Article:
Last week, I was sitting in a half empty waiting room while my father was having his hearing tested. I had finished filling all the information and HIPAA forms when I glanced up and saw a pleasant-looking elderly gentleman smiling directly at me. He greeted me and complimented me for attending to my Dad’s needs. I thanked him graciously but that was not the end of it. He proceeded to tell me he was there because his wife had a series of appointments too. Before I knew it, he had practically told me his lifestory.
He was born and raised in the United States of hard-working Portuguese immigrant parents. He had been traveling to Asia quite frequently on behalf of his company back in the days, when he met his wife. She was working as ground staff for Pan Am in Hong Kong. It was love at first sight, he said, wistfully.
They had settled in San Carlos after they were married, where they had a son. She had gone back to Hong Kong over the years to visit her family. He had gone with her a couple of times but he never really cared to travel long distances. He remembers being “bumped off” several flights during the time of the Japanese crowned prince’s wedding. Flights were heavily booked at that time and his wife’s airline employee discount proved to be a liability. He remembers that a glass of orange juice in Tokyo was US$8.00 at that time. He wondered if things have changed since then. He had not been back.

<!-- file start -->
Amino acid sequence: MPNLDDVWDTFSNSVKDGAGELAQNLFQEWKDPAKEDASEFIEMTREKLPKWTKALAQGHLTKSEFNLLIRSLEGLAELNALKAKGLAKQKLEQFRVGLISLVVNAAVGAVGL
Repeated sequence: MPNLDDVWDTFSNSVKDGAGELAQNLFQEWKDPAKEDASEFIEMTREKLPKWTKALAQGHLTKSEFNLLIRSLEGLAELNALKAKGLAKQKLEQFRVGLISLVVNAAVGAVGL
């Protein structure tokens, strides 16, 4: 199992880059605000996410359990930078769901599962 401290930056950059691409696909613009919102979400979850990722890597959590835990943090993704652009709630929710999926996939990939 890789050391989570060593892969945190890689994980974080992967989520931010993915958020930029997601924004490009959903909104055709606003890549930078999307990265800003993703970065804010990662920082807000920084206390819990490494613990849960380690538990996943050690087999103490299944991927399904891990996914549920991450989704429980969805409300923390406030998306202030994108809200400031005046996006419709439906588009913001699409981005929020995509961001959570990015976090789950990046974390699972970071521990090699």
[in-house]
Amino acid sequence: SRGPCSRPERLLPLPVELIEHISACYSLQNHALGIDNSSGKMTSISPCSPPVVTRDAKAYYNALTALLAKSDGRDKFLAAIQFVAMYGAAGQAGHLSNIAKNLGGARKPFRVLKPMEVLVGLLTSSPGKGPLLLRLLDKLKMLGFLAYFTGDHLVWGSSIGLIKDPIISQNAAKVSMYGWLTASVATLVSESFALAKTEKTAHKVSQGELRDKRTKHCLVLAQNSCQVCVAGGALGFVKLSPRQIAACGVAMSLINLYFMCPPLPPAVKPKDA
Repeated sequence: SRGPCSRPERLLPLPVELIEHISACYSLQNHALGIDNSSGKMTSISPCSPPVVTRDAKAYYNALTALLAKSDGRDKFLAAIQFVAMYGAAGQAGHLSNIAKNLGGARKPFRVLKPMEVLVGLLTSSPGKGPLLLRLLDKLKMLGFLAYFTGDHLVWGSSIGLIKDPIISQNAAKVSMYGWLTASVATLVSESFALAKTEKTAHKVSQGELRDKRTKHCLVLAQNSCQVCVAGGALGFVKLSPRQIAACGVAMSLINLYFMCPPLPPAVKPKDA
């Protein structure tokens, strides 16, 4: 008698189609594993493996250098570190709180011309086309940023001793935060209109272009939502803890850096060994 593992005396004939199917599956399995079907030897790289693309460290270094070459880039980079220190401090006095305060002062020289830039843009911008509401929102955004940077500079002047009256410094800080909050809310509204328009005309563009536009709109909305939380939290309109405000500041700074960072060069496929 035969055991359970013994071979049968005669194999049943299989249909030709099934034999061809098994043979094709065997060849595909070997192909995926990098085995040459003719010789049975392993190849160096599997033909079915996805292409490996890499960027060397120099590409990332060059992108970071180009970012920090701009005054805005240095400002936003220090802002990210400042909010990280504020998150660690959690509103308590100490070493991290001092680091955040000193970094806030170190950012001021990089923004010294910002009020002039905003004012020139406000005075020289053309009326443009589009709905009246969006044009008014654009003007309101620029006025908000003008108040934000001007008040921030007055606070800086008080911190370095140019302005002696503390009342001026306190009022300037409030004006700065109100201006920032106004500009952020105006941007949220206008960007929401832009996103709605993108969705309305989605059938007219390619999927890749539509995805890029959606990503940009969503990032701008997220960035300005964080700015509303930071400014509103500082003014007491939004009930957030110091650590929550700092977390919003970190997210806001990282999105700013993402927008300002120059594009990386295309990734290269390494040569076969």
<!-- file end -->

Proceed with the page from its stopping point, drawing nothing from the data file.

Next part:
He talked about his son, his two grandsons, how he and his wife helped to raise the two boys. Their son and his ex-wife went through a messy divorce when the boys were 3 and 5 years of age. They had married straight from college. Too young, he surmised. Now the boys are 19 and 21. His wife, particularly, has made it her mission to raise them the proper way, he said. They lived about a block away from them and they often took the boys in after school until their son would come home from work.
He lamented that their neighborhood was changing. The older folks have moved on to various retirement communities and new families were buying the homes around them. There is one community in particular that he thought was interesting. It’s an active senior’s community in Walnut Creek, where people had the choice of living in condos, townhomes, or even free-standing homes. The community boasted of a variety of outdoor activities such as golf, tennis, lawn bowling, swimming, and even QiGong and Yoga. It was tempting, he said. They have visited friends who have moved there. But it was a 55 mile drive one way and it was quite the trek.
I asked him if they would consider moving. He replied that it would be difficult for his wife to leave the kids behind. She had grown quite attached to them. If they moved, it would take 110 miles both ways for the family to get together at any time. They thought that the distance would discourage regular visits. They could not bear the thought.
In a short span of 15 minutes, I got to hear his take on the debt ceiling crisis, how today’s politicians are nothing but self-promoting jerks, how Republicans are too much of ideologues to care about truly saving the economy and doing what’s right for the American people, and how Obama’s re-election prospects were at great risk, and with it the chances for the United States to finally have a decent universal health care system, as other first world countries have enjoyed for many years. He shook his head repeatedly at how he used to be so proud to be an American. Not anymore, he said.
And then, as if on cue, his wife came out of an examining room and hurriedly implored him to get up from his chair so they could proceed to their next appointment, nary a glance in our direction. He smiled at me and winked. And just like that, he walked cheerfully behind her. Somehow, I thought, yes, he would follow her wherever she went, to the ends of the earth even.